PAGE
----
Aggie Days teaches people of all ages about the importance of agriculture and how our community revolves so greatly around it. Queen Meagan’s fondest memory of attending Aggie Days was a little girl holding a sweet baby chick and getting to know all of the horses, of course!

Some special events are also held at Aggie Days, such as the Clock Stock and Barrel, where we got to watch athletic dogs herd a group of sheep into a pen with only voice commands. Or if you preferred to take part in the “horsey” side of things, the Extreme Cowboy Race was great, where horse and rider made their way through a complicated obstacle course! Both events were extremely fun and free to attend.

Next year, you’ll probably find us hanging around Aggie Days as part of the Queens’ Alumni Committee, where we will participate in Giddy-Up Aggie Days, an event for special needs. You might also catch us cuddling baby lambs or laughing at Princess Brittany being dragged around by a miniature donkey! (I only say this because it has happened before.)

We hope to see all of your smiling faces there next year!

Advice from an Aggie Days super-fan

I live with an Aggie Days super-fan. It’s an annual highlight for him; something he asks about throughout the year. And right now the anticipation is high in our house, with the animal-filled adventure just days away. When asked just what it is about Aggie Days that he loves so much, the answer is simple.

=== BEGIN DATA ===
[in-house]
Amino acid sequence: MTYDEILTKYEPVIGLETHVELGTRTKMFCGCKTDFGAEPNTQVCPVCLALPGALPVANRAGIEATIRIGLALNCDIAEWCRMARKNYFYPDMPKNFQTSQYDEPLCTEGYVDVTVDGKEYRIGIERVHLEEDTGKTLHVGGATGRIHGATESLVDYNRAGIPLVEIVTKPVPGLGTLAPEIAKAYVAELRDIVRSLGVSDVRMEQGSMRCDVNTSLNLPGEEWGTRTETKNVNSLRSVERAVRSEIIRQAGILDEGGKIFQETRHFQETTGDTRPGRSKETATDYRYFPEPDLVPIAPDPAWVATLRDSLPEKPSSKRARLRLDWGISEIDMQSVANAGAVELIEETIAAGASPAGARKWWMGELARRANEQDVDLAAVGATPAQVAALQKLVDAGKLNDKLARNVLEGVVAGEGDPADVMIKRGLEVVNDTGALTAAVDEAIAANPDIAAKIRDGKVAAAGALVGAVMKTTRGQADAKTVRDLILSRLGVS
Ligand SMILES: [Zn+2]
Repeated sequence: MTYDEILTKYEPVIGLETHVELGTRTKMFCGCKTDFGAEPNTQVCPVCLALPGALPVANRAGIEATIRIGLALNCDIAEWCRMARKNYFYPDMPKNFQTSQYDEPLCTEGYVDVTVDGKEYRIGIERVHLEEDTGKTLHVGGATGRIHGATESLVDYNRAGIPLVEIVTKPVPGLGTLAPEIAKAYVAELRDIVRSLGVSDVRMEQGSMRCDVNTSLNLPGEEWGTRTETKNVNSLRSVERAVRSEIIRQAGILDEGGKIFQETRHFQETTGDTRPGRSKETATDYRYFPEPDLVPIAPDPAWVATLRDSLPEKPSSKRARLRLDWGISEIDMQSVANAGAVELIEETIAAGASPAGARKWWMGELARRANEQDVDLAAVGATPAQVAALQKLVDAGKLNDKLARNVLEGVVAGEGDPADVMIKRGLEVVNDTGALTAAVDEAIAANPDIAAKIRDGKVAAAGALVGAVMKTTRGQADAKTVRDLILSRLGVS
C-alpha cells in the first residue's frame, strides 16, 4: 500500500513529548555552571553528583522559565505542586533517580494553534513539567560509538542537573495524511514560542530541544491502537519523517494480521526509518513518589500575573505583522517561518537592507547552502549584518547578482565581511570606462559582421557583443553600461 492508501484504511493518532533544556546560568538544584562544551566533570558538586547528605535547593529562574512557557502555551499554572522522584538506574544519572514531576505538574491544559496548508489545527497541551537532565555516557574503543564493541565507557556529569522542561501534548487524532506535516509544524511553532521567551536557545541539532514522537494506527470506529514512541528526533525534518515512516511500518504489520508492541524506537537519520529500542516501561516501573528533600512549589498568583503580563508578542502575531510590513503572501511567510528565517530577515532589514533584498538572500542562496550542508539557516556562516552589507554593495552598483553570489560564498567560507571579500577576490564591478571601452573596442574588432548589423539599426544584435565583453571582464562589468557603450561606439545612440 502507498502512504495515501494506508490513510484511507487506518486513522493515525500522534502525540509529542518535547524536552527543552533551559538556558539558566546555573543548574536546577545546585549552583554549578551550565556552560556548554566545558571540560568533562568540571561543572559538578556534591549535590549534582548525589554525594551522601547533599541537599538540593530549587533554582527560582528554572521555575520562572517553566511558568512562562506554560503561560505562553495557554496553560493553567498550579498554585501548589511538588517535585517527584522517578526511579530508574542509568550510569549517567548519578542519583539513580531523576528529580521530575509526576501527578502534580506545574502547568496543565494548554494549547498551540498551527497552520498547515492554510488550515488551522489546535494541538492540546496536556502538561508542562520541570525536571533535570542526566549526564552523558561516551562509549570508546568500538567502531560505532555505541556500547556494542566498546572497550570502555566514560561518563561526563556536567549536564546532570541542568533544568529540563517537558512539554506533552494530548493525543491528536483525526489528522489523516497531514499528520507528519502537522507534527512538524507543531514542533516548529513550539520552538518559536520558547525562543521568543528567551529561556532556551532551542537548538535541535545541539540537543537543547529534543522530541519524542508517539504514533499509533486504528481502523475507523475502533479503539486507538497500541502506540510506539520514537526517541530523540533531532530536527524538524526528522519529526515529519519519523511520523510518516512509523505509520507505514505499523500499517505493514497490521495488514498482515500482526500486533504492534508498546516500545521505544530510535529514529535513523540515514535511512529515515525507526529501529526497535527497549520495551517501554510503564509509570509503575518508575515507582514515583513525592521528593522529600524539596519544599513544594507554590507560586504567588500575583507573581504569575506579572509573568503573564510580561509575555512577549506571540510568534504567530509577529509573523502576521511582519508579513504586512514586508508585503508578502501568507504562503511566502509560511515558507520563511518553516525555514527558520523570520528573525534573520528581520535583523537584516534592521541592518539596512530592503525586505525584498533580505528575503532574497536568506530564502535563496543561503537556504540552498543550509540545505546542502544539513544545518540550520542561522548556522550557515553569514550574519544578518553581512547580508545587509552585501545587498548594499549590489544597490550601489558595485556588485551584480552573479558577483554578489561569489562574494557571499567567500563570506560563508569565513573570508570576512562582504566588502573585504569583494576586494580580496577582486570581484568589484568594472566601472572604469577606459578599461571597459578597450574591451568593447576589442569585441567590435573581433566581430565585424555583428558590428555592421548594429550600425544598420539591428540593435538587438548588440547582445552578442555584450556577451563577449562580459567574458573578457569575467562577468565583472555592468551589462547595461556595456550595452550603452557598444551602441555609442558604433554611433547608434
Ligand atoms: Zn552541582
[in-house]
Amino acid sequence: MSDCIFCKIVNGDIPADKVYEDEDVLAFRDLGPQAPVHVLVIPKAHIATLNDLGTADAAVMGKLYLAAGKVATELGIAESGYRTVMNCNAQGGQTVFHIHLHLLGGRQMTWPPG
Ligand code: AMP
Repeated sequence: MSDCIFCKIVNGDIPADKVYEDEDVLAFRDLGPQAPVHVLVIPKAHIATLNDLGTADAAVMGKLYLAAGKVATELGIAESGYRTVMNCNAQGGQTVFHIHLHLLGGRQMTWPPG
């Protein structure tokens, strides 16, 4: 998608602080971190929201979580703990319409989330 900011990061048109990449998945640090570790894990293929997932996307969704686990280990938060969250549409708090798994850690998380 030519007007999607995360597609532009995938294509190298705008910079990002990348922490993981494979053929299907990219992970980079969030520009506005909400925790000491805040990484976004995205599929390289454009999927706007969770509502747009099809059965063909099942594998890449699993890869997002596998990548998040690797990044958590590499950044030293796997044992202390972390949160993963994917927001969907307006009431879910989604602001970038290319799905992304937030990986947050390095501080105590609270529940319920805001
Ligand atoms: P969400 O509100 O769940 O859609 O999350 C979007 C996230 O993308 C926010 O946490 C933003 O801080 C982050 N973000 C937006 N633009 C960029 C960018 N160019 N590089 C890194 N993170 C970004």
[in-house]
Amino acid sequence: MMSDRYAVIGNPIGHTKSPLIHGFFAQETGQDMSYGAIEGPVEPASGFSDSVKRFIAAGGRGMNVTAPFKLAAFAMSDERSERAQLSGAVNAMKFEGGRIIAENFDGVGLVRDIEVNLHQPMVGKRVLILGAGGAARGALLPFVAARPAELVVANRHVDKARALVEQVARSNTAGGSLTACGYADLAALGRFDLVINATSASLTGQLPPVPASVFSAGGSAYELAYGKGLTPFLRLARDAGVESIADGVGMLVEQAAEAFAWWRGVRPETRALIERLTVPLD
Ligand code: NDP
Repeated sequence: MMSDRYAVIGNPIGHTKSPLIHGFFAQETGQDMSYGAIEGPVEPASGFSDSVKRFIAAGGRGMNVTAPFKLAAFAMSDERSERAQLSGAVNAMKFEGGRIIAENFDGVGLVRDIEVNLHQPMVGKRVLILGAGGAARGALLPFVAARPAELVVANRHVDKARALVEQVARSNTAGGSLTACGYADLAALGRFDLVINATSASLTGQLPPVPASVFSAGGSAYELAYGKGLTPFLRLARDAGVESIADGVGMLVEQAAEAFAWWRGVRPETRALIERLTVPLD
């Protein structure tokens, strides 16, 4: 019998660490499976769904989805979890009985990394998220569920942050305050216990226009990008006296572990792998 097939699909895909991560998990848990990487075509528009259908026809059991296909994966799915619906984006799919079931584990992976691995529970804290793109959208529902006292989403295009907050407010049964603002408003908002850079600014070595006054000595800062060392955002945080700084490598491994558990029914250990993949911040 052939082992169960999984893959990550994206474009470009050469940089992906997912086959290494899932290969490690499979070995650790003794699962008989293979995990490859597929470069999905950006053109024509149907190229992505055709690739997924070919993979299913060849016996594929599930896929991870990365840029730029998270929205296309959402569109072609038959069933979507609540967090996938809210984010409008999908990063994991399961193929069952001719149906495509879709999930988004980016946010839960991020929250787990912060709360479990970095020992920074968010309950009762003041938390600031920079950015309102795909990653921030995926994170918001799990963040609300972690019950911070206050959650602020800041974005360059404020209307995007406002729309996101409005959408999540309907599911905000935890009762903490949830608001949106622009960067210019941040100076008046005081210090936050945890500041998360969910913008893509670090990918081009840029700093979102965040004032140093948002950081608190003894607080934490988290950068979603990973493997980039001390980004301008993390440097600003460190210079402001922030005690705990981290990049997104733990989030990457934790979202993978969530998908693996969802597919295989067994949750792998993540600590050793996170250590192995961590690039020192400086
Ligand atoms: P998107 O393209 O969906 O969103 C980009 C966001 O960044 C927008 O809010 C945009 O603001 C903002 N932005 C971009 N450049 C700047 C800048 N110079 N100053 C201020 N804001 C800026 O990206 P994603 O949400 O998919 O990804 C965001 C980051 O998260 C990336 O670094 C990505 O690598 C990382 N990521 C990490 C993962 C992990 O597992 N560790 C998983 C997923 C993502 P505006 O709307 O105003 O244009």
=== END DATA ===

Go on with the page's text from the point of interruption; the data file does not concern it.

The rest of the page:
“It’s fun and way awesomer than school!”

While I can imagine there are quite a few things that rank as ‘awesomer than school’ when you’re six, not much can compete with Aggie Days in his books.  So who better to ask about some of the top must-see events and must-do activities?  Here are his top five picks with descriptions:

  1. Stock dogs – “Basically they just chase the sheep into the pen.”  He doesn’t make it sound very exciting, but it is! The dogs listen to whistle-commands from their handler who stays on the side the whole time - blowing the whistle in different patterns and pitches to guide the dogs – it’s amazing to watch!

Aggie Days Stampede Park

  1. Wagon rides – “It’s kind of cool because you get to ride around the Stampede rodeo arena and stuff, where they drive monster trucks.”   We may have been to Monster Jam in the Stampede Grandstand a time or two…

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Building on our past, looking to the future – Agriculture at the Calgary Stampede

For ten days in July, Stampede Park in downtown Calgary is a whirl of colour and sound, with ferris wheels and fireworks, mini donuts and midway games. But at its heart, as they always have been, are animals and agriculture.

The 10-day festival, which hosts more than one million visitors from across Canada and around the world, is a celebration of community spirit and western traditions. It encourages visitors from all over the globe to put on some boots, and make a connection to Western Canada’s rural roots.

“The Calgary Stampede is one of the few places left in the world that still celebrates agriculture. We make it a commitment to introduce the urban population to the rural population,” says Stampede president & chairman of the board, Dave Sibbald. A local rancher whose family has been part of the Stampede for many generations, Sibbald is passionate about keeping the connection to agriculture alive. “It’s never been more crucial than it is today as the urban population becomes further and further removed.”

David Sibbald (L) with his family

David Sibbald (L) with his family

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Sibbald and two of his horses